The unique appeal of curling is that teams from Victoria to St. John's, and everywhere in-between, start out each year with a chance.
Jay Wakefield of the Royal City club in New Westminster was busy winning the Vancouver Island Shootout men's title Monday afternoon at the Victoria Curling Centre with a 9-2 five-ends victory over Neil Dangerfield from the host club.
But the vision for the season is to be playing across the parking lot next door at Save-on-Foods Memorial Centre in March at the 2013 world championship.
"That is absolutely the dream for all of us since we were kids - to play in the Brier and then the worlds," said Wakefield.
And every four years, you can add the Winter Olympics.
"We've dedicated a good part of our lives to this quest," Wakefield said.
Wakefield came close last season, finishing third at the 2012 B.C. championship in Parksville. Victorian Dangerfield came even closer the year before - losing 6-4 to Jim Cotter of Kelowna in the B.C. championship game in Vernon and watching the latter take the province's berth in the 2011 Brier at London, Ont.
"It was quite a thing to come within one or two shots of the Brier," said Dangerfield, a 43-year-old Department of Fisheries lab technician. "It still haunts our dreams to be that close. We're still hungry to get back."
And so the pursuit begins anew for top rinks such as Dangerfield's and Wakefield's.
"We hope to make it back to Parksville," said Wakefield, referring to the Island community that will again be the site of the B.C. championship in 2013. It's one of the stops on the road to the Brier at Rexall Place in Edmonton and world championship at the Memorial Centre in Victoria.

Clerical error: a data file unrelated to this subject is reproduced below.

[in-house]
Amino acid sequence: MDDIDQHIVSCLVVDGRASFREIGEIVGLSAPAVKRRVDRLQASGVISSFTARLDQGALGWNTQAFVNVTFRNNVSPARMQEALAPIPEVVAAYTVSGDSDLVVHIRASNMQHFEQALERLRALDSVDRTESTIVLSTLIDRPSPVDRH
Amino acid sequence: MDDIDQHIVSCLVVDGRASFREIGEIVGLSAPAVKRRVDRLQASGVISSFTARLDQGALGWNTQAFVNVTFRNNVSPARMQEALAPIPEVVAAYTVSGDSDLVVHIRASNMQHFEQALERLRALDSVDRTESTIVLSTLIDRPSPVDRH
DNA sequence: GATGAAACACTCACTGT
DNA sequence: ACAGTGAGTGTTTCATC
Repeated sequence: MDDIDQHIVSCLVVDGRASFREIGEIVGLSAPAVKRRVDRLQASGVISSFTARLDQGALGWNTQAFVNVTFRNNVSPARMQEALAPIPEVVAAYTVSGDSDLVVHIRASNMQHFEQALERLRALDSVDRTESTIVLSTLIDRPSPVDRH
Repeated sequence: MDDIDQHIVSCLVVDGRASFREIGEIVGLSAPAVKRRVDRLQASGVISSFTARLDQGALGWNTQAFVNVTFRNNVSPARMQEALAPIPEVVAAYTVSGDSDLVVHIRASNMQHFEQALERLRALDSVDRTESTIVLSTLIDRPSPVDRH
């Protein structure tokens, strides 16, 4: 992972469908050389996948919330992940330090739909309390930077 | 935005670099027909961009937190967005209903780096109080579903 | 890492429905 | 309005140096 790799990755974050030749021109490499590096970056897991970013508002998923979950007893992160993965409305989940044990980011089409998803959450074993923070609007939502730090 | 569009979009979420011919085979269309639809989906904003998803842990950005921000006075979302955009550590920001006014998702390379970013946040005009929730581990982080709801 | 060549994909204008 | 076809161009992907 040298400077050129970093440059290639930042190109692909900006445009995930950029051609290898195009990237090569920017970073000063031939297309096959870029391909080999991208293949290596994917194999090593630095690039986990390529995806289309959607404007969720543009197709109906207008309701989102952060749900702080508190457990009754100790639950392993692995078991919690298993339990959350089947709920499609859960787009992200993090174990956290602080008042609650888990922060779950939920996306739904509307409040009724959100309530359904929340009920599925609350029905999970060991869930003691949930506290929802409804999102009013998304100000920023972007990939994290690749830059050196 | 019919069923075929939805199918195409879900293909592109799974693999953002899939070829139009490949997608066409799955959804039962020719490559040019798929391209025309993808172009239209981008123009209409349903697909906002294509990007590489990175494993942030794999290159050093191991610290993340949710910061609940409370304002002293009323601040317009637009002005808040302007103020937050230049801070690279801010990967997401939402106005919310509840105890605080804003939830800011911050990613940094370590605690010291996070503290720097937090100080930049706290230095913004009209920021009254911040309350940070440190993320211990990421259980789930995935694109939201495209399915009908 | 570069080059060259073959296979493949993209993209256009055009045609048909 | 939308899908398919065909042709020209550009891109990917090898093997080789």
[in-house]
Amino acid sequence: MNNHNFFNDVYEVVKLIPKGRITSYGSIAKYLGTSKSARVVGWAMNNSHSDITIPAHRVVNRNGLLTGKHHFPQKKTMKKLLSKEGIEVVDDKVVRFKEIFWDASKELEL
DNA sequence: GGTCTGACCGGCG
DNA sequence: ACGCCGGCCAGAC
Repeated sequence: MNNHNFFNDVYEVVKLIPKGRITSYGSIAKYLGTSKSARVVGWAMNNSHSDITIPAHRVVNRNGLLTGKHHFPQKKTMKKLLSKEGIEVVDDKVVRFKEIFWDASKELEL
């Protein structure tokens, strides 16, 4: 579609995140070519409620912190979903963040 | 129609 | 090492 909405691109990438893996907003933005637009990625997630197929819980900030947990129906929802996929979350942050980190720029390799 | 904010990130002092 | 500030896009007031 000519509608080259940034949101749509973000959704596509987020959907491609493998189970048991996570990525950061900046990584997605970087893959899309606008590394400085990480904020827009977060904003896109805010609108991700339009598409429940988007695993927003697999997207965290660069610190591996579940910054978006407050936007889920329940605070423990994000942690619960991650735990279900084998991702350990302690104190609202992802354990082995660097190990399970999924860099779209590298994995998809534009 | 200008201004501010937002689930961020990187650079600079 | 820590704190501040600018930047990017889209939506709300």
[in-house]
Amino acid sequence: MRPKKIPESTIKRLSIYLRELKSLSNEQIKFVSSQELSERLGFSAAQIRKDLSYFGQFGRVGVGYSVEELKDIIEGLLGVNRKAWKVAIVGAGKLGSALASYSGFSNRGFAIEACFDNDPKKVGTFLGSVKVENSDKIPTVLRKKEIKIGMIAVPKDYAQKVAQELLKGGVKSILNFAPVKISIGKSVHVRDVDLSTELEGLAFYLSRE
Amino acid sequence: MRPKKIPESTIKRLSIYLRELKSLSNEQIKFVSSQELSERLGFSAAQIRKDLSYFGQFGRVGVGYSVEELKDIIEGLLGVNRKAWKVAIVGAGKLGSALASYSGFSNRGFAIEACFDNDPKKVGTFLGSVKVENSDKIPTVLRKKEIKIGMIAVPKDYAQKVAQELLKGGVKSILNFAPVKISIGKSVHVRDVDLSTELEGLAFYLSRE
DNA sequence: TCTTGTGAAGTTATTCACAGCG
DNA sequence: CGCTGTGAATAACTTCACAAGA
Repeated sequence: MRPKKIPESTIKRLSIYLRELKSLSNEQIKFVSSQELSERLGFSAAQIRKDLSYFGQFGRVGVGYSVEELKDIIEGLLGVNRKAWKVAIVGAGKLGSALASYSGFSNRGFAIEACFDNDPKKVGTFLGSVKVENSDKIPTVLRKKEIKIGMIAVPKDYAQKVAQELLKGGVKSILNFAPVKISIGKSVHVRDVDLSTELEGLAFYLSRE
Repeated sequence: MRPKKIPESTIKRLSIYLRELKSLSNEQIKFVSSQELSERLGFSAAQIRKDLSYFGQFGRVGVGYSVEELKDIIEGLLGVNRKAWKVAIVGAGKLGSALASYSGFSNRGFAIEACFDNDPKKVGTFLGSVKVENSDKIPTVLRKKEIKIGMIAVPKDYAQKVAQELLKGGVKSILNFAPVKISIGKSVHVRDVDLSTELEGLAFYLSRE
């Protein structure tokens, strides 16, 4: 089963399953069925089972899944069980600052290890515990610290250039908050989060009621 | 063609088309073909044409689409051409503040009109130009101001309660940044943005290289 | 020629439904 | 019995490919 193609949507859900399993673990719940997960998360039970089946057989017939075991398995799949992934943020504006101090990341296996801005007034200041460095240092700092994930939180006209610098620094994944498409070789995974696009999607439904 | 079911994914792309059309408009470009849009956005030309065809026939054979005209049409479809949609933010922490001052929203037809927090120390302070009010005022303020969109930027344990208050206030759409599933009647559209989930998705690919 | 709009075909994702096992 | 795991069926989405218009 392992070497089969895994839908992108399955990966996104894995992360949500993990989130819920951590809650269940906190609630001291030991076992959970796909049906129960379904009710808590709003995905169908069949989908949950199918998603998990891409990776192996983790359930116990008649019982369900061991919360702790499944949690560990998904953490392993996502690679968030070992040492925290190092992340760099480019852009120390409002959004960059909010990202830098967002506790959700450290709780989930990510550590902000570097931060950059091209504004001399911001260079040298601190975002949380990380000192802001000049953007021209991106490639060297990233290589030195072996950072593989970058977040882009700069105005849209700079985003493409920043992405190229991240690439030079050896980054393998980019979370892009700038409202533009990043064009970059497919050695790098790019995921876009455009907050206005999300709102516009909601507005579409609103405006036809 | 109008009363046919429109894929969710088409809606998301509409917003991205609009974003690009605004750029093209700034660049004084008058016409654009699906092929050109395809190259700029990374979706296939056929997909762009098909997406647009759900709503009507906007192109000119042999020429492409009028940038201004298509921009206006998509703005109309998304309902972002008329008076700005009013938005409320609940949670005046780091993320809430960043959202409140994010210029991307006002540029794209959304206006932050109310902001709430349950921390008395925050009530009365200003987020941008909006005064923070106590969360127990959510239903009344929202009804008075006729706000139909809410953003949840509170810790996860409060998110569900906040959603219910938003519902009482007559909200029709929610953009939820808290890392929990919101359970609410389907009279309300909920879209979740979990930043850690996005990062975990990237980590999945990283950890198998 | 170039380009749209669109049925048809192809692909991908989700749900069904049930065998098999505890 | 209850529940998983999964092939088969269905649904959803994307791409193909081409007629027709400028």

"But none of these rinks will be easy to get through," added the 25-year-old computer engineer from New Westminster.
That's why events such as the $26,000 Island Shootout, which featured 15 men's and 16 women's rink, are important to sharpen skills for playdown season. And to pocket a bit of money.
Wakefield (5-0 over the three-day shootout) took the $4,500 first-prize purse and Dangerfield (5-2) the $2,500 second-place money in men's play.
Roberta Kuhn of Vernon grabbed the $4,500 first-prize pay for the women's shootout with a 5-3 victory in the championship game Monday over Heather Jensen of Calgary. Both finalists took the long route to the women's final as the Kuhn and Jensen rinks each played 10 games over an exhausting weekend.
"That's way too much curling," quipped Kuhn, only half-joking, as she stepped off the ice with the title in hand.
"We must look like ragamuffins. We made it the hard way. We were digging deep."
Yet playing that many games did have its benefits.
"We actually wanted to get in a lot of games to get us ready for playdowns," Kuhn said.
The Vancouver Island Shootout, the brainchild of organizers Chris Baier and Will Sutton, is in its third year and is proving a popular early-season stop.
"The idea was to give Island teams some good competition without having to travel," said Baier, the Islander who skipped the Wakefield rink to third place last season in B.C., but who is taking this year off because of a new job.
"There are so many good teams on the Island but travel is expensive. Bringing good teams here to play helps. We hope to grow this shootout in the future."
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